With each year the American dollar is shrinking in percentage as the world’s currency supply.
The implications could mean a serious decrease in the dollar’s influence as countries around the world look for alternatives.
When compared to other prominent world currencies, the dollar has been experiencing a 15-year low. That’s according to the International Monetary Fund. And, this indicates that more countries are willing to use other forms of currencies to do business. Experts say it’s a fault of the US banking system and the Federal Reserve.
If the dollar weakens in influence worldwide, it will be harder for the US to print money and pay its debts. In addition, looming battles over budget sequestration in Washington could rekindle long-standing fears of fiscal stability.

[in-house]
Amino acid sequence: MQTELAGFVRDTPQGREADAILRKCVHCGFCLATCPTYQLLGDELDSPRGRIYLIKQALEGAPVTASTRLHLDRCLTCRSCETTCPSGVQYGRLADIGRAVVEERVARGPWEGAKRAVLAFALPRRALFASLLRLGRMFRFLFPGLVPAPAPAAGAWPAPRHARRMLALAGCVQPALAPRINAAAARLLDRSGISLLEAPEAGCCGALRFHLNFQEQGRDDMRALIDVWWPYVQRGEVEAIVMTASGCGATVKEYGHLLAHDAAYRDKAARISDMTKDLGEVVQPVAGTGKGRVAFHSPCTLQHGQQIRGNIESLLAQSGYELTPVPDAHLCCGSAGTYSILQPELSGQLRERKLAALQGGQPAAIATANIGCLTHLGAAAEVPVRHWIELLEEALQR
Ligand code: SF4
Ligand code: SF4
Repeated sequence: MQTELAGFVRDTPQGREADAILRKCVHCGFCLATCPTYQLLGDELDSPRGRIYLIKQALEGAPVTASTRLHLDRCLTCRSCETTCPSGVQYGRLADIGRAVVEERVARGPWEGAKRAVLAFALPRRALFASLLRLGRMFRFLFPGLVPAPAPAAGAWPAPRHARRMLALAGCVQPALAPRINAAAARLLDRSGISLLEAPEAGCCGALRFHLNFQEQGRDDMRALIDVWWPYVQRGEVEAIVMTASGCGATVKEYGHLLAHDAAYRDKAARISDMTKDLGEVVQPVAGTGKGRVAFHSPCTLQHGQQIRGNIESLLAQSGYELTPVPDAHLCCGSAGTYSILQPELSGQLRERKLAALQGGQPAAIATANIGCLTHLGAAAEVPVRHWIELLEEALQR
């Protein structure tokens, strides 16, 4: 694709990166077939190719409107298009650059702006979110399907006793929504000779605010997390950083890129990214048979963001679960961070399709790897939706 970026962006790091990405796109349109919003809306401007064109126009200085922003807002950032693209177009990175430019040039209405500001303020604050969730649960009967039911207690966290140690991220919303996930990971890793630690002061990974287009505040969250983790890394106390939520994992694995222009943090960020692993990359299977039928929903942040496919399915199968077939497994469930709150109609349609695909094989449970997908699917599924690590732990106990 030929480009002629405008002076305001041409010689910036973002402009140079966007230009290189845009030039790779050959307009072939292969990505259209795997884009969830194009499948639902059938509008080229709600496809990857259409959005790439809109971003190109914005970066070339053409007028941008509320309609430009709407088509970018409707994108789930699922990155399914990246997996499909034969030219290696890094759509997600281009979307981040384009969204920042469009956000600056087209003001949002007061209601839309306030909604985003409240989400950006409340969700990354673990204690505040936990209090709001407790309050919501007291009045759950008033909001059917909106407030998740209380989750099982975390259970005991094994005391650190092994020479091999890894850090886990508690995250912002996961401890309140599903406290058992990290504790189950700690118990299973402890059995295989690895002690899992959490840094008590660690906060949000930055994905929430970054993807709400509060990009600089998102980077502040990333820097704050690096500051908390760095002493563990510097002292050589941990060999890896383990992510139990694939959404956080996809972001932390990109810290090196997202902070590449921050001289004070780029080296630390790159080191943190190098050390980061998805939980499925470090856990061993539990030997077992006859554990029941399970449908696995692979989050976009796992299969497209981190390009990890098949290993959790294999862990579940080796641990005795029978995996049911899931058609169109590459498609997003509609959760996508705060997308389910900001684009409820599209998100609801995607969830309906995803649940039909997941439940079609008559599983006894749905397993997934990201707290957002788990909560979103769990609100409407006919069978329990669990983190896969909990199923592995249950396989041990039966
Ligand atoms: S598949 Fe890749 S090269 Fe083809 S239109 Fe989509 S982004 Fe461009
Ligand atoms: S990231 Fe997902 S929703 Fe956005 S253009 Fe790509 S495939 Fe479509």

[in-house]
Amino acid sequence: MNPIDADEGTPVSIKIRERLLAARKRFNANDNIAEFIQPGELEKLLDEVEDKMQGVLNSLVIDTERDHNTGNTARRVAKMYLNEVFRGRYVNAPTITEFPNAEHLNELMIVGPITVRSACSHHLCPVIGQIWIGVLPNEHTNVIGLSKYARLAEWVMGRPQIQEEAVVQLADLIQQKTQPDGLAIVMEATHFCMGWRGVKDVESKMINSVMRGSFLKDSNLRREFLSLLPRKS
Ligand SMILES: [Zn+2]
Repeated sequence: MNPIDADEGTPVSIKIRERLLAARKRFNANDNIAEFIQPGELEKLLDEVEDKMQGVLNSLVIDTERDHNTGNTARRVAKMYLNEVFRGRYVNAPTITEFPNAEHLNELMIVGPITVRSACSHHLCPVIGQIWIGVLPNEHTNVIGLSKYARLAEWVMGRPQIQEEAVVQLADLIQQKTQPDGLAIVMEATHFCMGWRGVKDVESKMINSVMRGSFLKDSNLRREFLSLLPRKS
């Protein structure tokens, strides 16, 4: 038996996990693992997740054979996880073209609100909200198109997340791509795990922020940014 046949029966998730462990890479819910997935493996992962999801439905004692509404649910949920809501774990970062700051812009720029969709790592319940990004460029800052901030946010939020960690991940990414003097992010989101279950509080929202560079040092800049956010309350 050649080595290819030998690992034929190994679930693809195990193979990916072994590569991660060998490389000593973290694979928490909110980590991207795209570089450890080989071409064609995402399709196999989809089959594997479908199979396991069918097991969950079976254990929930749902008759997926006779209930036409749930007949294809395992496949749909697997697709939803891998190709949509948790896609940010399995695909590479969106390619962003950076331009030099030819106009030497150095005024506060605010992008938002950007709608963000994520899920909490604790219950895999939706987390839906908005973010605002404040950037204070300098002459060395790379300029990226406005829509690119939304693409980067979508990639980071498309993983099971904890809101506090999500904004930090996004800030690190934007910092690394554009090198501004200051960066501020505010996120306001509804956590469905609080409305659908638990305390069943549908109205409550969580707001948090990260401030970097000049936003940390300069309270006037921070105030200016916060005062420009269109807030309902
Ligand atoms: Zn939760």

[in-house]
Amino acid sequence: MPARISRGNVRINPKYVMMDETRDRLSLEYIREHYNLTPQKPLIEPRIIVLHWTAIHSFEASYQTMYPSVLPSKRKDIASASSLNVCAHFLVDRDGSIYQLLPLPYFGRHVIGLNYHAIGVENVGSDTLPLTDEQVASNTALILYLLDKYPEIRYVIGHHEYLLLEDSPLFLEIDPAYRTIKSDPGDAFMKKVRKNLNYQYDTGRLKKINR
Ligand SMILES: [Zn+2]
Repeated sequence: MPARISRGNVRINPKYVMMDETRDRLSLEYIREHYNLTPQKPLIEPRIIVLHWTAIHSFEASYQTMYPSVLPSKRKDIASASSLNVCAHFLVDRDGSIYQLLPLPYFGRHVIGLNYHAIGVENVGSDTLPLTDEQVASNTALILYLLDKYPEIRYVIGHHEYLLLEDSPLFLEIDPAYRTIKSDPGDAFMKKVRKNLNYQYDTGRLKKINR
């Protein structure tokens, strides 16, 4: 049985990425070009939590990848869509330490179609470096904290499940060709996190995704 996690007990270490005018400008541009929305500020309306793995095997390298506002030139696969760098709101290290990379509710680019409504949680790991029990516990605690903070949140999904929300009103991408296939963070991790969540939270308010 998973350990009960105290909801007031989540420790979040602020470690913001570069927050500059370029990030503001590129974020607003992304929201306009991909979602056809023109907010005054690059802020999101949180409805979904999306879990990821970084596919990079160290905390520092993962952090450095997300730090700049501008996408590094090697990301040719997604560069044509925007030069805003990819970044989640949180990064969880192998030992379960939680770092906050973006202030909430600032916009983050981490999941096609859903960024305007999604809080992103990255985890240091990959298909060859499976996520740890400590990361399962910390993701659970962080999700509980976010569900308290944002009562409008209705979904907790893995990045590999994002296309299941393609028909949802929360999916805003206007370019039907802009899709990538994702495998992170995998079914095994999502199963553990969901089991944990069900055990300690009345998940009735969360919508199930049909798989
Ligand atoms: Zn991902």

”While the US currency is still considered “top dollar” it holds $3.72 trillion or 62 percent of the $6 trillion in foreign exchange holdings in the world’s central banks. Other world currencies are starting to become more prominent.”
The Japanese yen, Swiss franc and what the IMF classifies as "other currencies" such as the Chinese yuan are gaining. Experts criticize President Barack Obama for letting Wall Street take the reigns on the direction of the US Dollar.
For a country with a budget deficit in excess of $1 trillion a year, the consequences of the US losing its rank as the world's reserve currency could be severe. For now, markets aren’t acting like the US dollar is in trouble, but many wonder how long this will last.